EPA Chief Jackson resigns

Lisa Jackson, the Environmental Protection Agency Chief under President Barack Obama, is stepping down in the beginning of President Obama’s second term. Jackson, a Chemical Engineer and first black administrator of the EPA, has not given much of a reason for her resignation other than that she feels it is time for her to move on with her life and pursue other goals. The decision to resign makes sense after being a part of numerous hot button issues including but not limited to brawls over global warming, controls on coal-fired plants, and the Keystone XL oil pipeline

Jackson has been caught in a tough back-and-forth pull between the environmental goals of the Obama administration and the attempts at economic growth presented by the Republican Party. While the administration presented solutions to environmental issues, many members of the Republican Party continued to remind her of the need for American companies to compete internationally and how many of the solutions presented by the Obama administration put tremendous strain on the job market and greatly increased the level of difficulty for companies to successfully compete in the global economy.

Jackson is said to have had some major victories over the past few years. One such victory would be the administration’s ruling on fuel efficiency of vehicles. The administration placed a requirement that the fuel efficiency of all cars and light trucks must be doubled. This ruling will take effect over a 13 year period of time at the end of which all new vehicles will be required to average 54.5 mpg, which is a tremendous increase from the 28.6 mpg average around when the ruling was made.

While many might praise Jackson for her continued push for environmental protection, others would be quick to point out that she was rather ineffective in certain areas of expectation over the previous four years and leaves much left undone. For example, she was unable to provide an economically friendly contribution to the global warming discussion. Specifically, in 2009, the effort to reduce global warming emissions, led by the Democratic Party, failed in the Senate when the state of the economy was brought into the conversation as a main priority.

Additionally, one of the administrations leading attempts to regulate clean air was quickly tossed aside when Republican lawmakers continually brought up the poor position this would put many businesses in by making it far more difficult for companies to create jobs. Also, in response to a massive spill in Tennessee, Jackson made a vow to improve the control of toxic coal ash. However, after more than four years, Jackson is stepping down with this task left unfinished.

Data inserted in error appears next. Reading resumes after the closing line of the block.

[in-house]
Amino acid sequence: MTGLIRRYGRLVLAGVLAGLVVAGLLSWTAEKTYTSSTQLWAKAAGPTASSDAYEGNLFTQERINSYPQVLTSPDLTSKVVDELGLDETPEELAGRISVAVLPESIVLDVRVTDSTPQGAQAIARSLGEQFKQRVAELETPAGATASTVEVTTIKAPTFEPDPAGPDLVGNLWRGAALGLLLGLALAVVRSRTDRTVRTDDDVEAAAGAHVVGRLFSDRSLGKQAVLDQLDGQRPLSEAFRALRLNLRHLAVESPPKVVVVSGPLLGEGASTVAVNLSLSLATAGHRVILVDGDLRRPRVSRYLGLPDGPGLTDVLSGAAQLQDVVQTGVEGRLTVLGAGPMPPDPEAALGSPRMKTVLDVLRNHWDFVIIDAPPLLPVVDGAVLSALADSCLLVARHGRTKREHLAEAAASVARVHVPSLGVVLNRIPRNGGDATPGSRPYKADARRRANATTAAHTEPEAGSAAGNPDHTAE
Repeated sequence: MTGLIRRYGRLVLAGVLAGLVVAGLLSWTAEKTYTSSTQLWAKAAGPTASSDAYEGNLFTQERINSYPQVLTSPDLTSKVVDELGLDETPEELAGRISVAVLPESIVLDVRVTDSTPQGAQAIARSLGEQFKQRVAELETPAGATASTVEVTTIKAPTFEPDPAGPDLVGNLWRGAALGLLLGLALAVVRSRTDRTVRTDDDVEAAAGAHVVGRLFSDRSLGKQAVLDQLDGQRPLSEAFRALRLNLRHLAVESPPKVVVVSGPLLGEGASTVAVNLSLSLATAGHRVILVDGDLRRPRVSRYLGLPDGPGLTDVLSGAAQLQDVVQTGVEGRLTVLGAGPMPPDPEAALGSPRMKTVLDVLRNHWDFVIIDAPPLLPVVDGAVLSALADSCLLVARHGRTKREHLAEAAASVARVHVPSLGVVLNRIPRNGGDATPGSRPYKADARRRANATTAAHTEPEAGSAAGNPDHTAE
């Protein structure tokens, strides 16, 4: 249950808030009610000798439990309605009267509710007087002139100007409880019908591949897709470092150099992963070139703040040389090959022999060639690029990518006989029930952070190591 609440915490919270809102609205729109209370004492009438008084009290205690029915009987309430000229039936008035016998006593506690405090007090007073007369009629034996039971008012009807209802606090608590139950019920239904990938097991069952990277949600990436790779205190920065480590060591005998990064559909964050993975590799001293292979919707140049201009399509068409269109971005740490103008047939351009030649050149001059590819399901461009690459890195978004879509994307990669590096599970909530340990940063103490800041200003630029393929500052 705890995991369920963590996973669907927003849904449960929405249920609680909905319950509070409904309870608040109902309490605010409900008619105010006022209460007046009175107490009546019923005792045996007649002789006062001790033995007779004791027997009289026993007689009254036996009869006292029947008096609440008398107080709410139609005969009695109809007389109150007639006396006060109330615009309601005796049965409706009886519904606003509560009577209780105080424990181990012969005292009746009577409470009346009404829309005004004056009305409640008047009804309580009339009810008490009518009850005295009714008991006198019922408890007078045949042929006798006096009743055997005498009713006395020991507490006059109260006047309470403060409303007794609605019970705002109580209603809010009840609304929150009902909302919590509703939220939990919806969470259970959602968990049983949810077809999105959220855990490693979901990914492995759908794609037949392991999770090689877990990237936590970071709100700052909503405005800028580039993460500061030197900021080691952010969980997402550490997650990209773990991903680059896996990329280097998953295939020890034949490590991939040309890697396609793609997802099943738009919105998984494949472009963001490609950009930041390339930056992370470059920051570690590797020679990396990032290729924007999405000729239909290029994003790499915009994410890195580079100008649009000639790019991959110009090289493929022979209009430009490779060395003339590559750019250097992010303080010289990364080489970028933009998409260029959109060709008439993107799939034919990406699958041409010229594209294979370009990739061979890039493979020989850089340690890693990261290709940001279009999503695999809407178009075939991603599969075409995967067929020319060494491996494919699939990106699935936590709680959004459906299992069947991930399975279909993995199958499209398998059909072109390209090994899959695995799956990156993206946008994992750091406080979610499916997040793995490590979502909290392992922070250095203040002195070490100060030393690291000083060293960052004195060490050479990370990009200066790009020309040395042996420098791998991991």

Jackson has received much opposition over the past four years as EPA Chief. Rep. Fred Upton of Michigan, the Chairman of the House Energy and Commerce Committee, made statements saying that Jackson should get her own parking spot at the Capitol because he planned to bring her in so frequently for questioning. Additionally, Republican Presidential Candidate Mitt Romney even called for Jackson’s firing during the Republican Primary.

Despite the opposition and tasks left undone, President Obama continues to praise Jackson and her dedication and service as EPA Chief saying that she was an important member of his team. It is still unclear who will replace Jackson in the next term, however, a few names have been mentioned.

Bob Perciasepe, the Deputy Administrator for the EPA, and Gina McCarthy, the head of the agency’s air radiation office are two of the leading candidates for the position of EPA Chief. Jackson has said on several occasions that Perciasepe would be well equipped for the role. Other potential candidates include Mary D. Nichols, the head of the California Air Resources Board, and Kathleen McGinty, who was head of the White House Council on Environmental Quality under President Bill Clinton.

In response to Jackson’s resignation, Sen. David Vitter of Louisiana, the top Republican on the Senate Environment and Public Works Committee, said that he would like to see a nominee that is more business friendly. He said that he would be working with colleagues to make sure that the new EPA Chief would be able to put sound scientific standards above political ideology and understand the crushing effect that the EPA can have on businesses if an abundance of regulations are enforced.